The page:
May 1, 2010
STANFORD, Calif. - The quest has been two-fold for the No. 1 Stanford men’s volleyball team: Win a national championship and play flawless volleyball.
In the Mountain Pacific Sports Federation Tournament final on Saturday night, Stanford got a glimpse of both: The Cardinal advanced to its first NCAA Tournament since 1997 by beating Cal State Northridge, 30-24, 30-28, 30-17, and finished it off with perhaps its finest set of the season.
“That third set was the closest we’ve come this year to playing to our potential,” Stanford All-American setter Kawika Shoji said. “It was a great step in the right direction because we’re peaking at the right time.”
Evan Romero had 19 kills and Brad Lawson 15 to lead Stanford (22-6) to an MPSF regular-season and tournament double, the first in the conference since Pepperdine accomplished the feat in 2005. Stanford also captured its first conference tournament title since its national championship year of 1997 and exceeded its victory total for any season since then.
It was an incredible display for Stanford in sweeping the only conference team the Cardinal hadn’t beaten this year. In fact, Stanford had managed to beat Northridge (23-9), the No. 3-ranked team, only once in their past eight meetings over the past three years.
But Stanford did so by blasting to a quick early lead and holding on to win the first set, coming through in the clutch to capture a tight second one, and breaking down the Matadors in the third to cap it all off.
Now, Stanford will be the likely the No. 1 seed in the four-team NCAA Tournament at Maples Pavilion on May 6 and 8. Midwestern conference champion Ohio State and Eastern conference champion Penn State will join the Cardinal in the field, and Northridge is expected to be awarded an at-large berth, which will be announced during Sunday’s selection show between 11-11:30 a.m. on ESPNews.
“It’s great to win the regular season and tournament championships,” Stanford coach John Kosty
said. “But we’ve had a season-long goal of winning the national
championship. We’re focused on the process of achieving that goal.”
Stanford's success highlights the contrasts to 2007 when the Cardinal suffered through a 3-25 season and finished last in the MPSF. The “Worst to First” motto created by late assistant coach Al Roderigues remains alive for the senior class that struggled through that dismal campaign as freshmen.
“This is all part of the process of being the best we can be,” Shoji said, of the significance of the MPSF title. “But it also means a lot to our program. I don’t think any of us can diminish the significance of it.”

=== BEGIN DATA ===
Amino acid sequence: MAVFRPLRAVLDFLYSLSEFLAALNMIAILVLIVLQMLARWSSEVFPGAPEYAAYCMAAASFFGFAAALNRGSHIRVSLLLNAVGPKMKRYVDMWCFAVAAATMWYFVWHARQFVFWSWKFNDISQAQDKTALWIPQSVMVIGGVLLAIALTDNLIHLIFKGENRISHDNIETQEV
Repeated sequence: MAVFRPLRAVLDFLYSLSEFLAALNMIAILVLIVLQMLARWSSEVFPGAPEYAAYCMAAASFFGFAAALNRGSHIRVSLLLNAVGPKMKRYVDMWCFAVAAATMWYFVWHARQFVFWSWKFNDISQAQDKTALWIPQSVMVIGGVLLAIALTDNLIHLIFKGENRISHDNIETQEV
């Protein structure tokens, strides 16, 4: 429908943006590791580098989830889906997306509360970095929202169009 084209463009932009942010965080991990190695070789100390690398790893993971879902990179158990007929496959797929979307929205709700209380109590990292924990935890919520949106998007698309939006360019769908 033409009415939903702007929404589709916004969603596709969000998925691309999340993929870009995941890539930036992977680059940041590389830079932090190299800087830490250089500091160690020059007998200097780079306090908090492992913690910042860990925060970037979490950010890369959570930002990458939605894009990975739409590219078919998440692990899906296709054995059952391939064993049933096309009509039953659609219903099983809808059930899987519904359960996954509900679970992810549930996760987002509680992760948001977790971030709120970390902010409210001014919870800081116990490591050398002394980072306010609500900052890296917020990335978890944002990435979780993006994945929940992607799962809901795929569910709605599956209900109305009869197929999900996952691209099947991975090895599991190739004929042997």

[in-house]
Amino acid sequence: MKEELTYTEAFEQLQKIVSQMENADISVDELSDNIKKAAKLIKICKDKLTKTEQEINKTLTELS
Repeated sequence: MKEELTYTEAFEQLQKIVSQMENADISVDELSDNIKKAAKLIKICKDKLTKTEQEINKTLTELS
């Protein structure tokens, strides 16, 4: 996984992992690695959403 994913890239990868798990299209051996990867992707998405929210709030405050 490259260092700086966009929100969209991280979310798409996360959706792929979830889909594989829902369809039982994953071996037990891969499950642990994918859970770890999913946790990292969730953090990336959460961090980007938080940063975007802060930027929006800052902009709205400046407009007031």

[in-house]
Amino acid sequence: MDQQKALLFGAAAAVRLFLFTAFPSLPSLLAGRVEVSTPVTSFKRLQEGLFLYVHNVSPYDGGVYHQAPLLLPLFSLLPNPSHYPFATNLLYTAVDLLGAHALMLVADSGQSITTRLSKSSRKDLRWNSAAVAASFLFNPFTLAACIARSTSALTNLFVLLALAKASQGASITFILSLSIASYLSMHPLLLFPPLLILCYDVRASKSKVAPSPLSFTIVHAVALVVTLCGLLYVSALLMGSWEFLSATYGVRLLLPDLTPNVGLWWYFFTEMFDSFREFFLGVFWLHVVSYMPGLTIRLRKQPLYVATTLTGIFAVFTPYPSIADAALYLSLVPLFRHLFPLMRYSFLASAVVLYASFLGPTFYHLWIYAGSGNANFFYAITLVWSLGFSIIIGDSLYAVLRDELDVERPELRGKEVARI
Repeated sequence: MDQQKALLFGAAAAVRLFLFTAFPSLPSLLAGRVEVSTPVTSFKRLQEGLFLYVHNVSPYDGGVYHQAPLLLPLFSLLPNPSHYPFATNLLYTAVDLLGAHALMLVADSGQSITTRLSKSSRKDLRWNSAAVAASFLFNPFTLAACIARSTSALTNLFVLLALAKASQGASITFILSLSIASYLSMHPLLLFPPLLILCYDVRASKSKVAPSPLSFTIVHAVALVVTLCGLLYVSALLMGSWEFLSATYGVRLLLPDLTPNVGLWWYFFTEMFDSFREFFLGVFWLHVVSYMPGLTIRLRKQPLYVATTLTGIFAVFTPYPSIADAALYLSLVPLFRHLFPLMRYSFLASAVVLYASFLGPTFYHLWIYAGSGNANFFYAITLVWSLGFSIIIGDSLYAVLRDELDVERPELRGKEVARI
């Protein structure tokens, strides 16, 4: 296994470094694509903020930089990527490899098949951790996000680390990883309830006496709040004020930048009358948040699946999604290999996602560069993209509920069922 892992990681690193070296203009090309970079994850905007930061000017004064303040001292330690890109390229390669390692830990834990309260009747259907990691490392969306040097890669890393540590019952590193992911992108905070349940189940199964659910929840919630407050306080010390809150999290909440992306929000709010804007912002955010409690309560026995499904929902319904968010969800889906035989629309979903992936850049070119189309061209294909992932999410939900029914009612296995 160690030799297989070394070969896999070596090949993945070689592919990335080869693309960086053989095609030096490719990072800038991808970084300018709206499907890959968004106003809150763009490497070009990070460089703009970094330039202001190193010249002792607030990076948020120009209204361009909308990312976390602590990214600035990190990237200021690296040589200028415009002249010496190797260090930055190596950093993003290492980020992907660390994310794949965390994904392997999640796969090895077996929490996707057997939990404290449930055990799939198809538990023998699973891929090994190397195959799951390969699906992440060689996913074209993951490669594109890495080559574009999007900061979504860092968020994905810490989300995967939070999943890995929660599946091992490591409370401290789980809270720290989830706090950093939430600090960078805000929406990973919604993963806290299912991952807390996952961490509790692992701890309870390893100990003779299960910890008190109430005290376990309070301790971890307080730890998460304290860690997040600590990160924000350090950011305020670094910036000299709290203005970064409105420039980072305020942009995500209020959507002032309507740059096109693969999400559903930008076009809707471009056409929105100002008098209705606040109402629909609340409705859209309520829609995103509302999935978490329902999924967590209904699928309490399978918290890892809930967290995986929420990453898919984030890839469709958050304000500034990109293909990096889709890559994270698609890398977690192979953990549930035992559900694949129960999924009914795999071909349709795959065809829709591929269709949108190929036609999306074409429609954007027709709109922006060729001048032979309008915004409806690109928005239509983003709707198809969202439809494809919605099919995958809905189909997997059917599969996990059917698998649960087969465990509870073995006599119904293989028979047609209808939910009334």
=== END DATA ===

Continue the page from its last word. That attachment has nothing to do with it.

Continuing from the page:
Supported by a loud home crowd of 1,210 at Maples Pavilion, an emotionally-charged Stanford team broke to a 14-2 lead in a first set full of huge momentum shifts. Stanford’s came on a 10-point Spencer McLachlin service run and was aided by four consecutive Gus Ellis blocks, followed by a McLachlin ace.
“That just set the standard for the type of intensity we needed to come out with,” said Ellis, who matched his team season highs of nine blocks and three solos. “We had a pretty good start to just about every game, and that was in large part because we came ready to play and hungry.”
However, Northridge responded with a 16-6 run of its own to close within 20-18 on a kill by 7-foot-2 middle Jacek Ratajczak, who would finish with 15 – the only Matador in double figures – and a .500 hitting percentage.
At that point, Shoji, the captain, and Kosty convinced the team to scale the effort back.
“We were trying to do too much,” senior middle Garrett Werner said. “We had to go back to do what we were doing.”
McLachlin and Lawson helped Stanford regain control with back-to-back momentum-halting kills and the Cardinal never let Northridge within three the remainder of the set.
The second was close throughout. Stanford had a brief early lead, but failed to get it back until seizing it at 29-28 on a triple block by Shoji, Ellis, and McLachlin. Lawson’s kill finished off the set, riled the crowd into a fervor and seemed to transport the mometum into Game Three.
Though Northridge grabbed a 5-3 lead, a series of kills Romero kills ignited an 11-2 Stanford run that lifted the heavily-costumed crowd into a crescendo that did not abate until the Cardinal was holding the MPSF trophy.
“If we keep improving as a team, there’s going to be no way of stopping us,” Werner said.
Stanford’s known for more than a year that it would the NCAA’s, but if the team had somehow failed to qualify, “It would not have been fun,” Shoji said.
But the Cardinal has indeed made it fun.
“We wouldn’t have it any other way,” said Kosty, who also offered these cautionary words, “But we’re still in the process, and we still have a match on Thursday.”
-- David Kiefer, Stanford Athletics